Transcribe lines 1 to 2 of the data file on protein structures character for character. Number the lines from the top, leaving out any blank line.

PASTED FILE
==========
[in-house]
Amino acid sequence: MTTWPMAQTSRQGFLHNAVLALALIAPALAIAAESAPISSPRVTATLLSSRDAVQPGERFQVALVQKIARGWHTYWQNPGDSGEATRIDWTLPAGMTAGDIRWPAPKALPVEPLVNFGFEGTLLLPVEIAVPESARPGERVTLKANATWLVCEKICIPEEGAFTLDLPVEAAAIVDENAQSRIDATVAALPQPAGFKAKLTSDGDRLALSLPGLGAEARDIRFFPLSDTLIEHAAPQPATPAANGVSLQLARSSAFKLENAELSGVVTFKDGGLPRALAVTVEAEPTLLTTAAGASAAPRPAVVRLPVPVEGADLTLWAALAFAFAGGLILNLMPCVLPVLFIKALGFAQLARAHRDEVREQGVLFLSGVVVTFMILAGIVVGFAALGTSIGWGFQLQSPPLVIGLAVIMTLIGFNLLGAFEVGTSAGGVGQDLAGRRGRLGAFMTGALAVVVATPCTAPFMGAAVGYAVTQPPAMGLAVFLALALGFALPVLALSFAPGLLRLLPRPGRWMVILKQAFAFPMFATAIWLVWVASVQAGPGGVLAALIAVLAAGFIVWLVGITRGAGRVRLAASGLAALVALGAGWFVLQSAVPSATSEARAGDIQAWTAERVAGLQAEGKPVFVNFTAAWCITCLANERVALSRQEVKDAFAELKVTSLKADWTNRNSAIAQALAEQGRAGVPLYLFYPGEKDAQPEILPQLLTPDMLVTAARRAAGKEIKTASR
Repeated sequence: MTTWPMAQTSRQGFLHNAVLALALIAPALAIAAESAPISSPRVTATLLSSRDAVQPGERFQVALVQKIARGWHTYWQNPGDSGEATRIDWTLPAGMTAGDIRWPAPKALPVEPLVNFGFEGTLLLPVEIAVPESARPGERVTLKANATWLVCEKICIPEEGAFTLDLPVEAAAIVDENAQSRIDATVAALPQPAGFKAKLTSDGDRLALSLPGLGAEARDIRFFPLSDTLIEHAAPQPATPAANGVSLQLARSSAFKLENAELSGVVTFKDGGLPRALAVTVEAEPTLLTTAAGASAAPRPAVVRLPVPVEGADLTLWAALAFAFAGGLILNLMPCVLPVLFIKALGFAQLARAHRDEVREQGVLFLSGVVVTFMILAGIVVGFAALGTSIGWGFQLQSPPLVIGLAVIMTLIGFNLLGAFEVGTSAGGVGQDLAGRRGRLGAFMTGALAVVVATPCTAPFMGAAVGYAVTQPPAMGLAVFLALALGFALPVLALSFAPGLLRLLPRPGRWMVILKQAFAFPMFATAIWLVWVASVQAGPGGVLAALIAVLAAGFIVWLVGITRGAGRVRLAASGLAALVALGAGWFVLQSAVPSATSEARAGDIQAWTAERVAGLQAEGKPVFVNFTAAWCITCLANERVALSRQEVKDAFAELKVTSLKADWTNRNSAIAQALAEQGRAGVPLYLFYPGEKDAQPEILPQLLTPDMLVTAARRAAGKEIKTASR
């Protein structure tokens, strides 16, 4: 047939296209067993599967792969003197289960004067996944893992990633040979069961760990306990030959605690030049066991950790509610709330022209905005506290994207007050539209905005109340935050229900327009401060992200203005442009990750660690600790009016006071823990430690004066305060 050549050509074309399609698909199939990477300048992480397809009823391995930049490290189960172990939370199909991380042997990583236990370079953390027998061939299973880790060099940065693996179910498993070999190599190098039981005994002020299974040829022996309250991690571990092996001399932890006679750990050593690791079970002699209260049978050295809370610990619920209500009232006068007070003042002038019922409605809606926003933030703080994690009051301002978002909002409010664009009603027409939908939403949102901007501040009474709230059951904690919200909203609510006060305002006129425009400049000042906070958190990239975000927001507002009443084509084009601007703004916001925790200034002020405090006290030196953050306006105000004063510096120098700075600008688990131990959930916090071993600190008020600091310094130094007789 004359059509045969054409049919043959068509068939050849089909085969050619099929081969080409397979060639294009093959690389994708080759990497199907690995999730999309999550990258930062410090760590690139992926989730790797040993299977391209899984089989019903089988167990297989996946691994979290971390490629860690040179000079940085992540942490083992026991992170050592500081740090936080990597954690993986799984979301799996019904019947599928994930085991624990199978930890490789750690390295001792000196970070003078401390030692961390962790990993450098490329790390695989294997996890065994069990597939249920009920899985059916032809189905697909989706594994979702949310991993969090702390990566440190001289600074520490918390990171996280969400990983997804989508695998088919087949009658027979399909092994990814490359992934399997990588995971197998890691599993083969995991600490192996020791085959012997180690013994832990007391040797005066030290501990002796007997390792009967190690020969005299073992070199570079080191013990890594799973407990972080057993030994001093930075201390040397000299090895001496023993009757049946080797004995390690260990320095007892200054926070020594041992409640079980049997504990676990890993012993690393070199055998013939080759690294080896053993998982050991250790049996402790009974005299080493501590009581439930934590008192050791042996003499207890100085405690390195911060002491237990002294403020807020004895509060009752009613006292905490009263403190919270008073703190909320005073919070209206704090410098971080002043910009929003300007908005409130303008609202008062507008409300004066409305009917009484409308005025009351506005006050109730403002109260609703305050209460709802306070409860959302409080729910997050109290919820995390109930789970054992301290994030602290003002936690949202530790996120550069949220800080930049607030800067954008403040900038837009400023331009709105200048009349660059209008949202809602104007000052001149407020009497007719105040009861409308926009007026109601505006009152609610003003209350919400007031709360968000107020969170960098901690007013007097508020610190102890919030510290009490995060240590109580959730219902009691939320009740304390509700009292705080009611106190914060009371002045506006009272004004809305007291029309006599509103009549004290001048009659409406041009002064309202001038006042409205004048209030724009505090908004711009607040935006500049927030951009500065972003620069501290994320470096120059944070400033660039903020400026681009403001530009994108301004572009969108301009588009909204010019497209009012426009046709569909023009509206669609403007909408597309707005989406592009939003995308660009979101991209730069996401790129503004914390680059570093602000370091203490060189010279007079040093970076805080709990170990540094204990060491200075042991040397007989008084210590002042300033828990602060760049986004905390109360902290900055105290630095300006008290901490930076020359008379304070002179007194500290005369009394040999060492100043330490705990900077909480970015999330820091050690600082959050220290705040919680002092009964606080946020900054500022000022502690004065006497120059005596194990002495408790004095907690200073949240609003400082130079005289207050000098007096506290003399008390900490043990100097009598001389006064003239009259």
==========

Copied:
[in-house]
Amino acid sequence: MTTWPMAQTSRQGFLHNAVLALALIAPALAIAAESAPISSPRVTATLLSSRDAVQPGERFQVALVQKIARGWHTYWQNPGDSGEATRIDWTLPAGMTAGDIRWPAPKALPVEPLVNFGFEGTLLLPVEIAVPESARPGERVTLKANATWLVCEKICIPEEGAFTLDLPVEAAAIVDENAQSRIDATVAALPQPAGFKAKLTSDGDRLALSLPGLGAEARDIRFFPLSDTLIEHAAPQPATPAANGVSLQLARSSAFKLENAELSGVVTFKDGGLPRALAVTVEAEPTLLTTAAGASAAPRPAVVRLPVPVEGADLTLWAALAFAFAGGLILNLMPCVLPVLFIKALGFAQLARAHRDEVREQGVLFLSGVVVTFMILAGIVVGFAALGTSIGWGFQLQSPPLVIGLAVIMTLIGFNLLGAFEVGTSAGGVGQDLAGRRGRLGAFMTGALAVVVATPCTAPFMGAAVGYAVTQPPAMGLAVFLALALGFALPVLALSFAPGLLRLLPRPGRWMVILKQAFAFPMFATAIWLVWVASVQAGPGGVLAALIAVLAAGFIVWLVGITRGAGRVRLAASGLAALVALGAGWFVLQSAVPSATSEARAGDIQAWTAERVAGLQAEGKPVFVNFTAAWCITCLANERVALSRQEVKDAFAELKVTSLKADWTNRNSAIAQALAEQGRAGVPLYLFYPGEKDAQPEILPQLLTPDMLVTAARRAAGKEIKTASR